These are the same dusty roads, the same French colonial houses, and the same tree-lined boulevards. The meandering Siem Reap River runs right through it as always, yet in a way this is not the same place I remember from my previous visits. Not too long ago, the city of Siem Reap in Cambodia was the bustling tourist gateway to the ancient ruins of Angkor. It was a lively town with countless bars, restaurants, and hotels awash in visitors—prepandemic, the count was 6 million annually.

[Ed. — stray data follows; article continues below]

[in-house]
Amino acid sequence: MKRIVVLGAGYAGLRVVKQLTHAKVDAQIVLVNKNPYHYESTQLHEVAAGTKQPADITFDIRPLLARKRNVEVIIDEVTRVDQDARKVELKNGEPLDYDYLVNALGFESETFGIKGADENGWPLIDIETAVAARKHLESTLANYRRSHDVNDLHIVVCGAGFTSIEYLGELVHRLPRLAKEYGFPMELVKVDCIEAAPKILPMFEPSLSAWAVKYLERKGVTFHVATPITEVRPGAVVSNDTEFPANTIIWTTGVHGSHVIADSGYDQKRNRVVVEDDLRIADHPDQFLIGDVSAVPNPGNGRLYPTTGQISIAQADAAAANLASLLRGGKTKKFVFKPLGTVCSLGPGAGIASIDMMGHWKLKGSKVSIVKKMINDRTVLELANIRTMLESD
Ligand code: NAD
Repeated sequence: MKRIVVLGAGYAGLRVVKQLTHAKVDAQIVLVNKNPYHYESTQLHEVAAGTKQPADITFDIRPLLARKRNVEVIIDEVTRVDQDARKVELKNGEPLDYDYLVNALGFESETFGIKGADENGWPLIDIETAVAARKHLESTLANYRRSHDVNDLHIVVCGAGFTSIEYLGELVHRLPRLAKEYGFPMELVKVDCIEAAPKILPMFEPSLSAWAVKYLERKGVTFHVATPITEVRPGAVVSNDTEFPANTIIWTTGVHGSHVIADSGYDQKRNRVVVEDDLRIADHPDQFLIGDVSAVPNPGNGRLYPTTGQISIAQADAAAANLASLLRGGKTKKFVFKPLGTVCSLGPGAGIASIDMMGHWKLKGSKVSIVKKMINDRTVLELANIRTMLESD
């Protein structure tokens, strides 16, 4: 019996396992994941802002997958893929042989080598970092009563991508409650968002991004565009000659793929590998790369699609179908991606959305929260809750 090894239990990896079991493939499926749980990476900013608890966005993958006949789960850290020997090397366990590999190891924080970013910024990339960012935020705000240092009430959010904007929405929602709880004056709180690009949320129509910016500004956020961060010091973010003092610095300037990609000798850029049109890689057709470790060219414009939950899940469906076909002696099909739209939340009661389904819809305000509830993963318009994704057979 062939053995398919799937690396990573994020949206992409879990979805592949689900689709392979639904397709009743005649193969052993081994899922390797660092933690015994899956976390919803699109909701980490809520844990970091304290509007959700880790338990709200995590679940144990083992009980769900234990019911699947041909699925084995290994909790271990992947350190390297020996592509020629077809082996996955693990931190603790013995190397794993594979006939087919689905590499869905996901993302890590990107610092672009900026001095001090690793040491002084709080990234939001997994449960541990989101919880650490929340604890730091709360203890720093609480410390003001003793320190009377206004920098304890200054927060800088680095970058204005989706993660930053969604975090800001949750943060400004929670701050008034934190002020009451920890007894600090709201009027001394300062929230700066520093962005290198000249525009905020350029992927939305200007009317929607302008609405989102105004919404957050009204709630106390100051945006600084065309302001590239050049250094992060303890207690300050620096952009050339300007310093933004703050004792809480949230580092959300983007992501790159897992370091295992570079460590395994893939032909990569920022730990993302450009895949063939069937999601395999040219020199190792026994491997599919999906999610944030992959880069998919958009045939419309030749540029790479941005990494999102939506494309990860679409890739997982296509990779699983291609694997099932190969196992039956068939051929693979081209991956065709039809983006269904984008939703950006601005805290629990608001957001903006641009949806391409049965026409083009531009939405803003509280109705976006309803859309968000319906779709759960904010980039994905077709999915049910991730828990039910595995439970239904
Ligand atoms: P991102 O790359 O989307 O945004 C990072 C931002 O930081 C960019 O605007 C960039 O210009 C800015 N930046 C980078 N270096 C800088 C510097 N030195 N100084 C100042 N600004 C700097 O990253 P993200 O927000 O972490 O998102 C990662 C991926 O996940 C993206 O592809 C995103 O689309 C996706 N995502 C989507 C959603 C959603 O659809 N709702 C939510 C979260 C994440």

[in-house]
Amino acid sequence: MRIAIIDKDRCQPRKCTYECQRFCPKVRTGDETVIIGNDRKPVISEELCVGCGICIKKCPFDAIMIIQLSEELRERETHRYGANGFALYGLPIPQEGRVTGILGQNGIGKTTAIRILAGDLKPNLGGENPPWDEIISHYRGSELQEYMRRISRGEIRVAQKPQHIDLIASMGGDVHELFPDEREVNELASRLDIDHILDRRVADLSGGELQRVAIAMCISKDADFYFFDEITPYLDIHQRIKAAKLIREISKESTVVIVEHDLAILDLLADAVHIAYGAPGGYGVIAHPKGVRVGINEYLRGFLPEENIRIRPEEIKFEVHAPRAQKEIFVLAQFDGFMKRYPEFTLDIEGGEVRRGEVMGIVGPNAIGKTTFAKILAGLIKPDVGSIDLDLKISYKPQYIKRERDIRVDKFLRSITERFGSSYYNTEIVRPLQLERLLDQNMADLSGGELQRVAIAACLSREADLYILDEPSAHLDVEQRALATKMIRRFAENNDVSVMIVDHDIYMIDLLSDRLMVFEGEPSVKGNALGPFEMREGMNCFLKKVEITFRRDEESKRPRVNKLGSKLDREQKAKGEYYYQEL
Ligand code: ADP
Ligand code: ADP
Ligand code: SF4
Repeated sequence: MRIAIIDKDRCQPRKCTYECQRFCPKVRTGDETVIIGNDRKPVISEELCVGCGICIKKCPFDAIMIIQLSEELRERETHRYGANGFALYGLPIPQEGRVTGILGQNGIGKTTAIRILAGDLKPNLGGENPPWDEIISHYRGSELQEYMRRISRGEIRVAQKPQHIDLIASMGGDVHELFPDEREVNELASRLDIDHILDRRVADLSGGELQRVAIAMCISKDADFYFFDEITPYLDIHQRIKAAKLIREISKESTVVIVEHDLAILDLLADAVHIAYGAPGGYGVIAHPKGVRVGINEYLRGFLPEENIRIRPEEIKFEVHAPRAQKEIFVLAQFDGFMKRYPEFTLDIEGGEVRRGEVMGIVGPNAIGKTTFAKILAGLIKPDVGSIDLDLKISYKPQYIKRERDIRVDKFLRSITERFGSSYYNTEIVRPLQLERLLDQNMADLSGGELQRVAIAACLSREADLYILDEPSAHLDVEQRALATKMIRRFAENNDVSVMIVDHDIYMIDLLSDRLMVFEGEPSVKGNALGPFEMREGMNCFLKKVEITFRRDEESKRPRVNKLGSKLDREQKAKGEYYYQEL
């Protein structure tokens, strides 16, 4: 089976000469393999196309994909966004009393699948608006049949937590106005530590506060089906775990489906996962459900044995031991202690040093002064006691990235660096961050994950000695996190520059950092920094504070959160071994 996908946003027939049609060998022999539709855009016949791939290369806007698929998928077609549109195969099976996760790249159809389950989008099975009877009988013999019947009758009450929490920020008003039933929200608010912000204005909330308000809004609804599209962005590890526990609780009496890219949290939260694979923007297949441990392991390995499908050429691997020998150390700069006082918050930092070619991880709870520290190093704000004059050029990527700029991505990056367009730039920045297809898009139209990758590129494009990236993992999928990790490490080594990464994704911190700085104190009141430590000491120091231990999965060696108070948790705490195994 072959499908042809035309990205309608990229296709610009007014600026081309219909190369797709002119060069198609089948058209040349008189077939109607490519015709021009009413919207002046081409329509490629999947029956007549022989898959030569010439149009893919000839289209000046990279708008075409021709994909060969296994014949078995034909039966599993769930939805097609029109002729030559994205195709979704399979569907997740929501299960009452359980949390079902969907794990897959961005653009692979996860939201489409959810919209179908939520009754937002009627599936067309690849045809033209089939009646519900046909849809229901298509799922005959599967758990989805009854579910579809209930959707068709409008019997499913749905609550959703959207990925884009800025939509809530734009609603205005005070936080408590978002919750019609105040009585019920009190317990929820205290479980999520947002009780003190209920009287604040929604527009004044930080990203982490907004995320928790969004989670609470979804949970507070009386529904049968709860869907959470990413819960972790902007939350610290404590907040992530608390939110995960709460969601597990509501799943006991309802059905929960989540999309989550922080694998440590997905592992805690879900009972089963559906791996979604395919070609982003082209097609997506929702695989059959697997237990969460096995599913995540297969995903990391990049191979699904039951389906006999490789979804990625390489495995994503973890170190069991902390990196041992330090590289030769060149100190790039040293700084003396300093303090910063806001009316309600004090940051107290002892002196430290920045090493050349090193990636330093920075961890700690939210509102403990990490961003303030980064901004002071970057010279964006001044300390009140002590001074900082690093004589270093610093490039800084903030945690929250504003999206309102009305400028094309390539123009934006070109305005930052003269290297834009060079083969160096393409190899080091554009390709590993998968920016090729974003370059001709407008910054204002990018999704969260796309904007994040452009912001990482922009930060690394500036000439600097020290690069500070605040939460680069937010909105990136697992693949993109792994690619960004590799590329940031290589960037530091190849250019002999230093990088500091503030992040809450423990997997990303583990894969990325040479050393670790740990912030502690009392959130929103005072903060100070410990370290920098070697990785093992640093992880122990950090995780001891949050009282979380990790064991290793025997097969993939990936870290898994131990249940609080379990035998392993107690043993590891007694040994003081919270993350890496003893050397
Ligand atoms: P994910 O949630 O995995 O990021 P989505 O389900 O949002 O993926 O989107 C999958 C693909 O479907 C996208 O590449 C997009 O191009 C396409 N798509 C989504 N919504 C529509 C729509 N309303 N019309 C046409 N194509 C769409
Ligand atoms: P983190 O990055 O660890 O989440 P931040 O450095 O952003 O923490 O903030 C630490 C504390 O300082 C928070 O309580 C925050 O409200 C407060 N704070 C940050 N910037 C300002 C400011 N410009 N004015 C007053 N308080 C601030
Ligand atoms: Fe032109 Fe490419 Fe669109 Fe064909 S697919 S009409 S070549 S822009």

After landing here on this cool February morning, I find that this place I know well has turned into a sleepy, small-town version of itself. It’s decidedly prettier, too: The riverside, once host to a largely untended park, is now a picturesque promenade with colorful art displays, mini plazas, and public exercise areas. On its streets, two-, three-, and four-wheeled vehicles buzz by at less frequent intervals. And there are hardly any tourists in sight. I travel often to this city—at least once a year from my Singapore base—and have seen it grow from a laid-back haven of bicycles and backpackers (c. 2003) to a tourist party town merely a decade later. By 2019 it had all but succumbed to mass tourism, its ancient ruins frequently crowded by hordes of noisy, selfie-stick-toting tour groups. Like everywhere else, the COVID-19 pandemic hit the pause button on this tourist magnet, sending it into a state of limbo.